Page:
“I think what we need to invest in and focus on is the ability of all the people to embrace and adapt to the technological innovations at the same pace that we would like to transform ourselves and the companies around us. If we don’t connect the dots and really create an environment where all of us, including those that have been working for our organizations for 30 years, are able to take advantage and come along on this journey, we could be sitting here with thousands of people who are going to have a huge discrepancy and a huge disconnect.

Digital change requires partnerships

Hillary Hartley, Ontario’s chief digital officer, emphasized that a digital change requires partnerships and discussed the importance of crafting a digital strategy with partners.

“An effective digital strategy will probably enable you to do lots of things on those devices that are in your pockets. But how we get there is the hardest part. It’s about really reorienting around people, rethinking our technology so that we’re building with interoperability in mind from the beginning, and shifting our mindset. And this team, the Ontario Digital Service, is at the heart of that literally and figuratively. It’s a team in the centre of government in-cabin office that is able to act as that center of gravity for digital expertise, awareness, training and capacity building.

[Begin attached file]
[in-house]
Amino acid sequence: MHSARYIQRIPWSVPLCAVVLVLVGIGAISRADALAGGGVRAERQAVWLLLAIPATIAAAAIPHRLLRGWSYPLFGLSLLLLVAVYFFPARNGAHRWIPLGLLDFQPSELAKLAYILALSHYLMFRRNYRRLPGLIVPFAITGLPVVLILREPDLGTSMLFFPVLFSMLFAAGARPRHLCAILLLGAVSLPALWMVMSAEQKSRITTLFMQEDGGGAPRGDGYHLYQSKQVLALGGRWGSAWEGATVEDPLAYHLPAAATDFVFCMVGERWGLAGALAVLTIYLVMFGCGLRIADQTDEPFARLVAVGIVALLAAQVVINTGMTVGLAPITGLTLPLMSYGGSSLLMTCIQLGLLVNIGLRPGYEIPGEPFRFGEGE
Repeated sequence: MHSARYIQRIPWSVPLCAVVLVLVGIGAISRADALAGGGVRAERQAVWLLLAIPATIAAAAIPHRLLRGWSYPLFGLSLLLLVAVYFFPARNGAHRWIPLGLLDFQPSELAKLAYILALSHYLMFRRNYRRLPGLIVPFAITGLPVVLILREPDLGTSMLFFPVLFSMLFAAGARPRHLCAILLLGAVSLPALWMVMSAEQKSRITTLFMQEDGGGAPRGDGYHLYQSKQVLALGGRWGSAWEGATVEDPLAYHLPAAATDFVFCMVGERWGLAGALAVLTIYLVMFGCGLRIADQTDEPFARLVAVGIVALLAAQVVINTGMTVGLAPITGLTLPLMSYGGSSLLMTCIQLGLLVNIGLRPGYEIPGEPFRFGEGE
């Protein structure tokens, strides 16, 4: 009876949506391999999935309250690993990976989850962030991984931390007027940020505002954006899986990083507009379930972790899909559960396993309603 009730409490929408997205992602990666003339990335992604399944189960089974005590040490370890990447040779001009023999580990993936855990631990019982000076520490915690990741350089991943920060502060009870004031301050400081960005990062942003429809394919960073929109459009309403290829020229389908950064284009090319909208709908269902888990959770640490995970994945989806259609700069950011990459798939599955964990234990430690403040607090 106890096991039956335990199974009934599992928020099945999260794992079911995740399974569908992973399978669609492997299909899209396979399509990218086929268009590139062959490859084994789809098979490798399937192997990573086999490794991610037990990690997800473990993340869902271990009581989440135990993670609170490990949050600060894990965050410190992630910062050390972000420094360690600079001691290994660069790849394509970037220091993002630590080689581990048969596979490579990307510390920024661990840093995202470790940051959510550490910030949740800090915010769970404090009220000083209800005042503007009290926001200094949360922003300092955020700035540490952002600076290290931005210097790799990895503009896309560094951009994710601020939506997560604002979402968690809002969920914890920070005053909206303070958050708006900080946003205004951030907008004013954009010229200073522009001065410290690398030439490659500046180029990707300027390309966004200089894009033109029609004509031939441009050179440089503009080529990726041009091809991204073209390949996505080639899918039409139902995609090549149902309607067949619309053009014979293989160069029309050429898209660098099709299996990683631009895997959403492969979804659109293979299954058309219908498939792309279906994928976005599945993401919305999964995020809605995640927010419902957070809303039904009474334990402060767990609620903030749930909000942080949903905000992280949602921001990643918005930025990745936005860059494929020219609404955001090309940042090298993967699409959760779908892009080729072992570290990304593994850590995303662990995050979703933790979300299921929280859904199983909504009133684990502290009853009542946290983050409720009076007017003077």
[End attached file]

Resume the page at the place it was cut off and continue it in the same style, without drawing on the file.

“We try not to just build something in isolation, we’re rather trying to get it done together so that again its tentacles reach up across the public service, in collaboration, both with partners across the government and also with partners across Ontario,” Hartley said.

“To be a digital organization, there’s a list of things to do. But, at the heart of this change is shifting how we behave, what we value, what drives decisions in our organizations, and it’s things like evaluating outcomes and identifying as well as talking about outcomes versus solutions.”

How to work with the City of Toronto

This discussion was more of a fireside chat with civic leaders about partnerships, pilots, and how to get the attention of the city with a good idea.